I really appreciated this assignment because it gave me a good glimpse into what it would be like for me personally to be a teacher.

Some things I observed about myself:

  • I take assignments seriously.
  • I am willing to put in as much time, effort, and money as it takes to do a good job & make my vision become a reality.
  • I care about design.
  • The pacing and timing of my lesson played out almost exactly how I had planned. (Does that mean I am good at judging that kind of thing, or did I get lucky?)
  • I was willing to ask people for feedback and ideas before I gave the lesson. (Normally I do not like to ask for people’s opinions.)
  • If I don’t have the questions I want to ask in notes in front of me/in the PowerPoint, then I will forget to ask them.

Some things I learned in general:

  • It is hard to find good video clips that are appropriate and apply well to your lesson and learning objectives.
  • It is hard to make a good worksheet.
  • It is hard to fit everything that you want to do into one lesson.

What I am going to do about it:

  • Get more practice teaching so that I can plan and prepare for lessons faster.
  • Practice coming up with good questions.
  • Always be on the lookout for good movie clips.
  • Get more comfortable around people.

Reflection #9

This week I have had the opportunity to be a student as my fellow classmates teach me about their respective STLs (Standards for Technological Literacy) that they have been assigned. (I will teach next Tuesday, so for now I am just observing and participating as a student.)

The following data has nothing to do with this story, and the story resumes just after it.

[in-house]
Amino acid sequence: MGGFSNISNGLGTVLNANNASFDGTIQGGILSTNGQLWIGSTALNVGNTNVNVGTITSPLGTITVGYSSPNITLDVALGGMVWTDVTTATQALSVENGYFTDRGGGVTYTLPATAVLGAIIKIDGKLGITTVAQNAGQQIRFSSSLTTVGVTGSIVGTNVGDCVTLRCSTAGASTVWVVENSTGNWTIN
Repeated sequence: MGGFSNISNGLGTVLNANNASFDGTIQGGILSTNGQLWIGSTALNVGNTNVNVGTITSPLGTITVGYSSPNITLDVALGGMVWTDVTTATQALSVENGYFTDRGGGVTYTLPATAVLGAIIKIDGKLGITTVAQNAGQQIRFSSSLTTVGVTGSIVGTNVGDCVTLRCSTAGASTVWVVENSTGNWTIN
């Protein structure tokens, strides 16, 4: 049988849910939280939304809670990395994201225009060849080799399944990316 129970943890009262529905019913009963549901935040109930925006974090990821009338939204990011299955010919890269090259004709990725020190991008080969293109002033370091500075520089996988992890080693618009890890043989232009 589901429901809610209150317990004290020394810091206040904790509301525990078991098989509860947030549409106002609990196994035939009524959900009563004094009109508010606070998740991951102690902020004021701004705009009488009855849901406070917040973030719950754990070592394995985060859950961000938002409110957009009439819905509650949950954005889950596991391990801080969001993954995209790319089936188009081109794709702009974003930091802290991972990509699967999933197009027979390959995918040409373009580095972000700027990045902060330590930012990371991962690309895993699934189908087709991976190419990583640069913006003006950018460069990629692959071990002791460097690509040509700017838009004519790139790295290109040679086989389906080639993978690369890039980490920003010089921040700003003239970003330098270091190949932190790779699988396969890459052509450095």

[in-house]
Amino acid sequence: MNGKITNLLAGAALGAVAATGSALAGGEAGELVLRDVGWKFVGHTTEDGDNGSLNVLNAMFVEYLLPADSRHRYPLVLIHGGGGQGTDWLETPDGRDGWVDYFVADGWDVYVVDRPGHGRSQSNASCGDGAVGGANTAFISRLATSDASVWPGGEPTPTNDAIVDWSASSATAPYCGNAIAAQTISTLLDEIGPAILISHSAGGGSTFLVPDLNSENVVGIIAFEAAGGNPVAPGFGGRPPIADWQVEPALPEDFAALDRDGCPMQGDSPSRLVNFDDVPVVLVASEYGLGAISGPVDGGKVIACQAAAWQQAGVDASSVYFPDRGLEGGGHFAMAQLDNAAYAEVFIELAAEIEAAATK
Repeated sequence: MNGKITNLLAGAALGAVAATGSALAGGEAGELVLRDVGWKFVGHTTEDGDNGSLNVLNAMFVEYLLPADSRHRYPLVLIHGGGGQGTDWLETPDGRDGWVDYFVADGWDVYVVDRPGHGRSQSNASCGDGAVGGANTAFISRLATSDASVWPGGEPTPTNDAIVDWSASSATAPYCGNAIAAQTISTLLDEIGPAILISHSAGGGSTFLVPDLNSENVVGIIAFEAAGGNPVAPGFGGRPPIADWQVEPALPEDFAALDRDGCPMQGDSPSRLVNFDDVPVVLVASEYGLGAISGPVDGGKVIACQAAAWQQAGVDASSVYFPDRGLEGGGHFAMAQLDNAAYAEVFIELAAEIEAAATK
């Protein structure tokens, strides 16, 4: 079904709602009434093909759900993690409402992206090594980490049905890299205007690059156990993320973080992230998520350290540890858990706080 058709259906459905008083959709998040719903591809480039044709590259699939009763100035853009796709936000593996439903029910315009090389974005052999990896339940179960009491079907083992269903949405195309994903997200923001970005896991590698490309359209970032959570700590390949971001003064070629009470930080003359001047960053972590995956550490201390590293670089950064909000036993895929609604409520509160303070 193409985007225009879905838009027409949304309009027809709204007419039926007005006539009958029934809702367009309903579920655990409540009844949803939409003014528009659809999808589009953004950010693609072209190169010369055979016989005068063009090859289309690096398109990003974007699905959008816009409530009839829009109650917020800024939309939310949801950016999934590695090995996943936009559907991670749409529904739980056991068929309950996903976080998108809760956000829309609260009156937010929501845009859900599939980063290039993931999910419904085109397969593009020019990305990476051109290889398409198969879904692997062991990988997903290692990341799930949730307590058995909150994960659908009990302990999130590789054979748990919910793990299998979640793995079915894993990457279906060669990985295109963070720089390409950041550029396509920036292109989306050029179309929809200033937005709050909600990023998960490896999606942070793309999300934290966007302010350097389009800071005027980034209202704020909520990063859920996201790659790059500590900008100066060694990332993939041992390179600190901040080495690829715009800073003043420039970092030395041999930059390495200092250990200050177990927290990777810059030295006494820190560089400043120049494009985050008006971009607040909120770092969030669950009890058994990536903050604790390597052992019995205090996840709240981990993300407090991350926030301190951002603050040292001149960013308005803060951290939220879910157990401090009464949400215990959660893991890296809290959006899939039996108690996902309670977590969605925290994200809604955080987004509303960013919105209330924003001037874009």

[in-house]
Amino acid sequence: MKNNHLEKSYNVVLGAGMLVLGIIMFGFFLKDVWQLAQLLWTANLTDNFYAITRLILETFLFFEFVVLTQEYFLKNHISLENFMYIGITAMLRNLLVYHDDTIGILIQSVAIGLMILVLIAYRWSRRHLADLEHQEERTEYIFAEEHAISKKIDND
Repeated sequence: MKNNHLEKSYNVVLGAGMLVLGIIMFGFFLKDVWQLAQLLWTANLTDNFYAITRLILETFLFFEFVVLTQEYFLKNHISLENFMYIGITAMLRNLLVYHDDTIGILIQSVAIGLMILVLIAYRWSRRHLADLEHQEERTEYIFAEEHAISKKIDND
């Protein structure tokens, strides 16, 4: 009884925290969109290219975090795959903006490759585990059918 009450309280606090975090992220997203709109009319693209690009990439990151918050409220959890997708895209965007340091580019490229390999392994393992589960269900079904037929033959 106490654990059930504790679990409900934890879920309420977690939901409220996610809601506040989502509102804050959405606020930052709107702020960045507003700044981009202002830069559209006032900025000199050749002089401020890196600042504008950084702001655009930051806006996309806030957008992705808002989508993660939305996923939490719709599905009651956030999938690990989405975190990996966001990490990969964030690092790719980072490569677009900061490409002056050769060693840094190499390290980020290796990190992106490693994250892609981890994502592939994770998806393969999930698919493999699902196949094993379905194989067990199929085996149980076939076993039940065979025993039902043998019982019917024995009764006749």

I feel like I have learned A LOT and I hope to be able to apply those things that I have learned into my own teaching. But I know from experience that it is much easier said than done.


Here are some of the biggest things I have learned:


-Activities are key, but only if they contribute to the learning outcome.

-It is really important to assess to make sure your students have achieved the learning outcomes.

-Paying attention to little details can really enhance your lesson.


The real test to see if I have captured what I have observed is to teach. In the mean time, I am trying to put everything I have learned into my lesson plan. I feel good about my lesson plan so far, but I need to fine tune it and figure out some of the details.

Reflection #8

I taught at the Springville Library these last two Saturdays. It was an interesting experience. I had never really taught to the older demographic before. It was cool because sometimes it can be intimidating to teach older people because you know they have more life experience than you, but in this situation it was nice because I knew that I knew more about the subject than they did.

However, I also learned that it is kind of hard to explain internet related topics. Actually, I think I am just bad at explaining in general. Which is a terrible quality for a teacher to have, but I guess I have to learn to get better at that. I have this thing where once I learn something, it feels as if I have always known it, and it just clicks. So it is very hard to explain things that just make sense in my brain.